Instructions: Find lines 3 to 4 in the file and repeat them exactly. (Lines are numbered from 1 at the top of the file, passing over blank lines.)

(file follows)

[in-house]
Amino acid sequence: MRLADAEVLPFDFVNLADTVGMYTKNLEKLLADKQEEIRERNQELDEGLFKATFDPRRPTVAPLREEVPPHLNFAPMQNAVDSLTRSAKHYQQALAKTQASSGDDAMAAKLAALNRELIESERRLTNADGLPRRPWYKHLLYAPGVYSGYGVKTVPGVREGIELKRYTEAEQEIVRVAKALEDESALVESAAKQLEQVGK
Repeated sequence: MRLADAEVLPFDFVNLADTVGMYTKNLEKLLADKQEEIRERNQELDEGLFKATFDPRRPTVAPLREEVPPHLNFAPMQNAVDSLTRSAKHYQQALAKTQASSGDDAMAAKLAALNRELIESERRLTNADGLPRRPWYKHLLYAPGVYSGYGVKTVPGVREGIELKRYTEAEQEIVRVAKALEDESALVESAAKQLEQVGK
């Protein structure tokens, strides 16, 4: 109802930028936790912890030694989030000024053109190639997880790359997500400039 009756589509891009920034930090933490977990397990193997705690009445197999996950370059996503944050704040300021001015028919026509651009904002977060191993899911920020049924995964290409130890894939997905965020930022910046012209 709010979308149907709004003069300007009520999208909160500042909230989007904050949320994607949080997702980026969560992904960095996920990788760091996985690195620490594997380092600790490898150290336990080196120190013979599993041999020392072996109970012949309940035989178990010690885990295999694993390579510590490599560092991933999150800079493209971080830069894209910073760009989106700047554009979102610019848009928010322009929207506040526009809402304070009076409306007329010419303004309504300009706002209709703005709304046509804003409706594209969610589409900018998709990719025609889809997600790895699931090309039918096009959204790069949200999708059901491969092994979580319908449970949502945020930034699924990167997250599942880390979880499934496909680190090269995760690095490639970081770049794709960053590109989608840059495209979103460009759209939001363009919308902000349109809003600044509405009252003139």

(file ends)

Repeated sequence: MRLADAEVLPFDFVNLADTVGMYTKNLEKLLADKQEEIRERNQELDEGLFKATFDPRRPTVAPLREEVPPHLNFAPMQNAVDSLTRSAKHYQQALAKTQASSGDDAMAAKLAALNRELIESERRLTNADGLPRRPWYKHLLYAPGVYSGYGVKTVPGVREGIELKRYTEAEQEIVRVAKALEDESALVESAAKQLEQVGK
């Protein structure tokens, strides 16, 4: 109802930028936790912890030694989030000024053109190639997880790359997500400039 009756589509891009920034930090933490977990397990193997705690009445197999996950370059996503944050704040300021001015028919026509651009904002977060191993899911920020049924995964290409130890894939997905965020930022910046012209 709010979308149907709004003069300007009520999208909160500042909230989007904050949320994607949080997702980026969560992904960095996920990788760091996985690195620490594997380092600790490898150290336990080196120190013979599993041999020392072996109970012949309940035989178990010690885990295999694993390579510590490599560092991933999150800079493209971080830069894209910073760009989106700047554009979102610019848009928010322009929207506040526009809402304070009076409306007329010419303004309504300009706002209709703005709304046509804003409706594209969610589409900018998709990719025609889809997600790895699931090309039918096009959204790069949200999708059901491969092994979580319908449970949502945020930034699924990167997250599942880390979880499934496909680190090269995760690095490639970081770049794709960053590109989608840059495209979103460009759209939001363009919308902000349109809003600044509405009252003139």